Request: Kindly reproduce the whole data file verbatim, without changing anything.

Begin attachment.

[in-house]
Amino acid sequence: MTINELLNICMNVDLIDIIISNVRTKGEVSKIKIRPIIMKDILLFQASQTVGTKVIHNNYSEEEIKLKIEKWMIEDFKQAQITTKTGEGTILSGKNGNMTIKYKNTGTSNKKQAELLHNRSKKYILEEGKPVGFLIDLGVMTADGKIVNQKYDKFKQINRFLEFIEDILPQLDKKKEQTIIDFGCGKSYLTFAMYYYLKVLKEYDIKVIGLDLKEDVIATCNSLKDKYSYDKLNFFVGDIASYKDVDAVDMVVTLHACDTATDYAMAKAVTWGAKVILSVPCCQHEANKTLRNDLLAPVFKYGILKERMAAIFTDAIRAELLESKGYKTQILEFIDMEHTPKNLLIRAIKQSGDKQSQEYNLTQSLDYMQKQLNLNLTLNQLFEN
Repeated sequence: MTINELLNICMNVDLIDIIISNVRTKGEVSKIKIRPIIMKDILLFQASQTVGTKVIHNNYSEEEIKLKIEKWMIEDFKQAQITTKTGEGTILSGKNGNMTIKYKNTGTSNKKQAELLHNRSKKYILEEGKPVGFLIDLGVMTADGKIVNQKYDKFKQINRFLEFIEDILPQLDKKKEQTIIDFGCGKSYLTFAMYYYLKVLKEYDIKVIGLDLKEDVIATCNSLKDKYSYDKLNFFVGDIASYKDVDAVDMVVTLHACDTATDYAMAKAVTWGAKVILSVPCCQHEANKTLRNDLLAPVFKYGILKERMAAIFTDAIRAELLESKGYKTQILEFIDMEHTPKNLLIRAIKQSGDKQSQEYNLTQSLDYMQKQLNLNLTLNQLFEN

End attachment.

[in-house]
Amino acid sequence: MTINELLNICMNVDLIDIIISNVRTKGEVSKIKIRPIIMKDILLFQASQTVGTKVIHNNYSEEEIKLKIEKWMIEDFKQAQITTKTGEGTILSGKNGNMTIKYKNTGTSNKKQAELLHNRSKKYILEEGKPVGFLIDLGVMTADGKIVNQKYDKFKQINRFLEFIEDILPQLDKKKEQTIIDFGCGKSYLTFAMYYYLKVLKEYDIKVIGLDLKEDVIATCNSLKDKYSYDKLNFFVGDIASYKDVDAVDMVVTLHACDTATDYAMAKAVTWGAKVILSVPCCQHEANKTLRNDLLAPVFKYGILKERMAAIFTDAIRAELLESKGYKTQILEFIDMEHTPKNLLIRAIKQSGDKQSQEYNLTQSLDYMQKQLNLNLTLNQLFEN
Repeated sequence: MTINELLNICMNVDLIDIIISNVRTKGEVSKIKIRPIIMKDILLFQASQTVGTKVIHNNYSEEEIKLKIEKWMIEDFKQAQITTKTGEGTILSGKNGNMTIKYKNTGTSNKKQAELLHNRSKKYILEEGKPVGFLIDLGVMTADGKIVNQKYDKFKQINRFLEFIEDILPQLDKKKEQTIIDFGCGKSYLTFAMYYYLKVLKEYDIKVIGLDLKEDVIATCNSLKDKYSYDKLNFFVGDIASYKDVDAVDMVVTLHACDTATDYAMAKAVTWGAKVILSVPCCQHEANKTLRNDLLAPVFKYGILKERMAAIFTDAIRAELLESKGYKTQILEFIDMEHTPKNLLIRAIKQSGDKQSQEYNLTQSLDYMQKQLNLNLTLNQLFEN